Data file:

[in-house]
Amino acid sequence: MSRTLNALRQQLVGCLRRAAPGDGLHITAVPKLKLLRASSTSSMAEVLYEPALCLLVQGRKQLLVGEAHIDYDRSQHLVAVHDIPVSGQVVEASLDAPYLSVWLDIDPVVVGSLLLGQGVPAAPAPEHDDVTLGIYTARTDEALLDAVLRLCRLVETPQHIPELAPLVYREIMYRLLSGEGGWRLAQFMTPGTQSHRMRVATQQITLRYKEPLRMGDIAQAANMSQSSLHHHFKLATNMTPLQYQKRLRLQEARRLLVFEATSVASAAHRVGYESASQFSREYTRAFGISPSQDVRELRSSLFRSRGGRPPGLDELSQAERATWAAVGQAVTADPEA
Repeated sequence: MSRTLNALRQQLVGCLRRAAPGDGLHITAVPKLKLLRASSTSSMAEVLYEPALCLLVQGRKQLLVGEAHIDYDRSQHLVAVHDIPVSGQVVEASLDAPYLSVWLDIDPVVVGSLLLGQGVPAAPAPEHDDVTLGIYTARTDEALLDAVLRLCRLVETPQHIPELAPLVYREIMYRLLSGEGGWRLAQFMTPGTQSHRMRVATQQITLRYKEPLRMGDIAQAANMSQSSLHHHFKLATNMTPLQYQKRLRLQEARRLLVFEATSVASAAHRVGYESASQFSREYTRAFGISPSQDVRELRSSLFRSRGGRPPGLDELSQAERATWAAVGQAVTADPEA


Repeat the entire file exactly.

[in-house]
Amino acid sequence: MSRTLNALRQQLVGCLRRAAPGDGLHITAVPKLKLLRASSTSSMAEVLYEPALCLLVQGRKQLLVGEAHIDYDRSQHLVAVHDIPVSGQVVEASLDAPYLSVWLDIDPVVVGSLLLGQGVPAAPAPEHDDVTLGIYTARTDEALLDAVLRLCRLVETPQHIPELAPLVYREIMYRLLSGEGGWRLAQFMTPGTQSHRMRVATQQITLRYKEPLRMGDIAQAANMSQSSLHHHFKLATNMTPLQYQKRLRLQEARRLLVFEATSVASAAHRVGYESASQFSREYTRAFGISPSQDVRELRSSLFRSRGGRPPGLDELSQAERATWAAVGQAVTADPEA
Repeated sequence: MSRTLNALRQQLVGCLRRAAPGDGLHITAVPKLKLLRASSTSSMAEVLYEPALCLLVQGRKQLLVGEAHIDYDRSQHLVAVHDIPVSGQVVEASLDAPYLSVWLDIDPVVVGSLLLGQGVPAAPAPEHDDVTLGIYTARTDEALLDAVLRLCRLVETPQHIPELAPLVYREIMYRLLSGEGGWRLAQFMTPGTQSHRMRVATQQITLRYKEPLRMGDIAQAANMSQSSLHHHFKLATNMTPLQYQKRLRLQEARRLLVFEATSVASAAHRVGYESASQFSREYTRAFGISPSQDVRELRSSLFRSRGGRPPGLDELSQAERATWAAVGQAVTADPEA